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MGM Launches Rebooted Stargate Trilogy With Original Director and Writer

It Belongs in a Museum!

Ahh, 1994′s Stargate, one of the most endearing, earnestly optimistic and ambitious science fiction films to ever be founded on the idea that it’s so impossible for brown people to have built the pyramids that it must have been aliens. Bask in the glory of James Spader‘s awkward academic phase, or at least the awkward academic as interpreted by mid-nineties cinema. Statistically, 70% of these roles were played by Jeff Goldblum, but you might get to see another actor in that role real soon.

Confirming hints dropped by Stargate director Roland Emmerich last September, MGM has announced that it is moving forward on a reboot of the twenty year old film into a full trilogy. From The Hollywood Reporter:

Roland Emmerich, who directed and co-wrote the original film with Dean Devlin, will direct and Devlin will produce.

MGM will be running production on Stargate, with Jonathan Glickman, president of the motion picture group, overseeing the project on behalf of MGM and Greg Silverman, president of creative development and worldwide production, overseeing for Warner Bros. Pictures.

It’ll be neat to see another writer take a stab at the story with the same folks involved in crafting its overall feel. Setting aside the movie’s obliviousness to its white savior tropes, it remains entertaining in spite of being kind of a hot mess writing-wise. It’s got all the right elements, but kind of jumbles them in its second act. The original Stargate was also intended to be the first of a trilogy, but, despite a strong box office, it wound up seeing continuation in television rather than on the big screen. This time around it looks like Emmerich, et al. will get a chance to keep telling their crazy story about awkward nerds who accidentally trick illiterate brown people into thinking they are incarnated gods but get the girl anyway, and aging military guys who learn to overcome their tragic backstory when they open up to some brown teenagers and learn to care again through a couple films.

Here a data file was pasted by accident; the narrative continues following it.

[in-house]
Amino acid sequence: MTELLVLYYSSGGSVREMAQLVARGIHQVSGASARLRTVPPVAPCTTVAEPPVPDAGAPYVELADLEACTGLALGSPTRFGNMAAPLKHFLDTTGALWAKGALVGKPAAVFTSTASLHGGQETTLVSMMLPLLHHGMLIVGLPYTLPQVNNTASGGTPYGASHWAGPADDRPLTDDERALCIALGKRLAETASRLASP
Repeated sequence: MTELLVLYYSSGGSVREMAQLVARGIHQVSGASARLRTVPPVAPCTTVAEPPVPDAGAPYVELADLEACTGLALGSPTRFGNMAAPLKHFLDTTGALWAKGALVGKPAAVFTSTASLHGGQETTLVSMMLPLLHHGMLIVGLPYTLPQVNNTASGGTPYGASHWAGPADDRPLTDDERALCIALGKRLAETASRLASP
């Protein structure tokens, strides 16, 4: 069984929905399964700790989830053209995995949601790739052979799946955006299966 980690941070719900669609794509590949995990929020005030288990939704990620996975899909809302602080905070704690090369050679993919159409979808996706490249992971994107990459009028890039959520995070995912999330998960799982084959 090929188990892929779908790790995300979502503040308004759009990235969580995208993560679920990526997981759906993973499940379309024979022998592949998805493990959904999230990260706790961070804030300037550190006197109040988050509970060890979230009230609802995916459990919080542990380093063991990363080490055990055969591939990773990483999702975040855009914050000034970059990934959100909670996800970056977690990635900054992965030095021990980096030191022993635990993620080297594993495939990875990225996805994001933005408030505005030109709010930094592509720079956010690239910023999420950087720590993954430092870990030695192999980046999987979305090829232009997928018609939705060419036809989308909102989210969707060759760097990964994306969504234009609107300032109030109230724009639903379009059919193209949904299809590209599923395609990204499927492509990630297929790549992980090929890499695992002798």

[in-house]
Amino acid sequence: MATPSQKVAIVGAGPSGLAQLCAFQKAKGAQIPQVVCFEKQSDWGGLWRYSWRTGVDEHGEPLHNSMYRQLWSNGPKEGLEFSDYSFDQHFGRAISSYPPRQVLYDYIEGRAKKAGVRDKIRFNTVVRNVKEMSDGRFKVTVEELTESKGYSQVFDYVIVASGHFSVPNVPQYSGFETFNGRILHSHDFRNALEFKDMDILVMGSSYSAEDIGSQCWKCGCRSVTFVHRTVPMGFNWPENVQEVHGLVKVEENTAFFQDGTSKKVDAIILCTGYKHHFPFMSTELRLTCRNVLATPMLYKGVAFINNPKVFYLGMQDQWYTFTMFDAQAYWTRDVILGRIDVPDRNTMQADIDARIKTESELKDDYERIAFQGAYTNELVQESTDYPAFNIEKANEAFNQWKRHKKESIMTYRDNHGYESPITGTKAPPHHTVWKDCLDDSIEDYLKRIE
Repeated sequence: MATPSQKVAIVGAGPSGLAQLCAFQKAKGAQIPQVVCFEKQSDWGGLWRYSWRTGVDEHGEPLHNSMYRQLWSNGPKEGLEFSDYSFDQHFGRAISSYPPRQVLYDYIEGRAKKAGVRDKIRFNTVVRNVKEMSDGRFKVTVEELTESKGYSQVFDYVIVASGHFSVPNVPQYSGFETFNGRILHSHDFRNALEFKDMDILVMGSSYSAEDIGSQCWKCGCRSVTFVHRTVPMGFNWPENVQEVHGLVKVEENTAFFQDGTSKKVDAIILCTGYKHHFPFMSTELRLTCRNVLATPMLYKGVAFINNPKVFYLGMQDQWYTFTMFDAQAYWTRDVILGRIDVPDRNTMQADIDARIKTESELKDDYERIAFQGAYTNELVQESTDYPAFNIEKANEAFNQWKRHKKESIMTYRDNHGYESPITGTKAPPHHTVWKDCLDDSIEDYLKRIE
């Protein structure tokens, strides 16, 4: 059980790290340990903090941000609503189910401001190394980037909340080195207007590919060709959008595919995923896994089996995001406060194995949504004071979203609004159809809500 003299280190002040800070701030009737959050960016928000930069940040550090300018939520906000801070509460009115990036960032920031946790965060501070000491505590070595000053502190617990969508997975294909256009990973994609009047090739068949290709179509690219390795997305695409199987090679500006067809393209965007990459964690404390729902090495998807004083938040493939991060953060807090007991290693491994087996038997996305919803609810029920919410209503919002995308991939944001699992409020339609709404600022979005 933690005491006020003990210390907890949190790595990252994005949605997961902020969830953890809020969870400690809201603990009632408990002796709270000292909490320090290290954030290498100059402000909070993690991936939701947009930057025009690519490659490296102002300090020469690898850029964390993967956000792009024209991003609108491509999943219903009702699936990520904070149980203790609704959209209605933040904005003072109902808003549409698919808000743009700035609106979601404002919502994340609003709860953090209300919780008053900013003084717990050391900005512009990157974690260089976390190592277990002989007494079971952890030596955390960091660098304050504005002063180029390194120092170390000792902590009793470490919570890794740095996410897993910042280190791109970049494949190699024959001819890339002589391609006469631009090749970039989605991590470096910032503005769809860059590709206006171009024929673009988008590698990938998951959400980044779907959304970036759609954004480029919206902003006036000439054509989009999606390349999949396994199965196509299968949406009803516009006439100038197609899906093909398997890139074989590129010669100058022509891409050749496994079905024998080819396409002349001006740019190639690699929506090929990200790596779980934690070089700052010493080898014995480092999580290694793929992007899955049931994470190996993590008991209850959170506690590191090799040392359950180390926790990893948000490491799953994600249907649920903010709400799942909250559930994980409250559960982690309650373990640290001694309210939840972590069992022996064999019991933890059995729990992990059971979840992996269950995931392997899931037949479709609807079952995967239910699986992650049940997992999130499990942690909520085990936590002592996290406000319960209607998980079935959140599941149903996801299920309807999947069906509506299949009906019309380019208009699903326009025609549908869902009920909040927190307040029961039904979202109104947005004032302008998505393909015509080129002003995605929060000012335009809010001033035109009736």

Your milage may vary, but what Stargate lacks as a film, it has always made up to me in a sense of overall optimism and joy in its own setpieces that you don’t always get in action film of this era, and if Emmerich and buddies want to try and do it again and better, I’ll be in the theater waiting.

(via The Hollywood Reporter.)

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